Friday, January 23, 2009

Prosecute Torturers, Mr. President

In the wake of the inauguration there are several facts which need to be faced:
  • The United States has tortured prisoners.
  • Torture is unambiguously illegal and immoral.
  • Those who committed torture and especially those who authorized torture must be prosecuted to restore the rule of law.
This is not a peripheral issue. It is not safe to move into the future without making redress for the sins of our past. There is too much at stake here. Open criminality, particularly by those in authority, is a cancer on democracy. If we do not prosecute we are approving the criminal behavior of the Bush administration. Because we are all responsible for the actions of our elected officials our only course of action is to hold ourselves and our leaders responsible for these crimes or to abdicate our power.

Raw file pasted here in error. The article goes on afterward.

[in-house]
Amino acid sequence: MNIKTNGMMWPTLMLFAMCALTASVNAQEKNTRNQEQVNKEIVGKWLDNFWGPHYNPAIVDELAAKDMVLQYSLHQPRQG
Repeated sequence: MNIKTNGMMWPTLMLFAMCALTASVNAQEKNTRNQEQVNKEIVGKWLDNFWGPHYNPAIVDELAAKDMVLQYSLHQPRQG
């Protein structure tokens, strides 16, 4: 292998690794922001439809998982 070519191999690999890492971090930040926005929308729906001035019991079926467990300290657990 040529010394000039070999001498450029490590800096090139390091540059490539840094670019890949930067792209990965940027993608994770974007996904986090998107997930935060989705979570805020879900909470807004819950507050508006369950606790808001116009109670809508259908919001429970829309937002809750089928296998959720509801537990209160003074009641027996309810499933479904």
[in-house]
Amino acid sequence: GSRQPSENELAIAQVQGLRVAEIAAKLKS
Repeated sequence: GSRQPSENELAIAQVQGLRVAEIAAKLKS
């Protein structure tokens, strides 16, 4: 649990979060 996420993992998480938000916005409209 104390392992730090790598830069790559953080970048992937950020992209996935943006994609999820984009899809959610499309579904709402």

I am very passionate about this topic. I am an active member of NRCAT, and No2Torture. I encourage you to be as well. I will write in more detail on this subject in the future, but today I am happy to point out that there are people making the argument for prosecution far more effectively than I can.

First of all, if you read only one piece on this subject read this. Scott Horton, the author of the article is an International Human Rights lawyer who has made legal issues around torture his primary specialty since the Vietnam War. He knows more about this subject than anyone, and he writes with more clarity and force than anyone. A taste: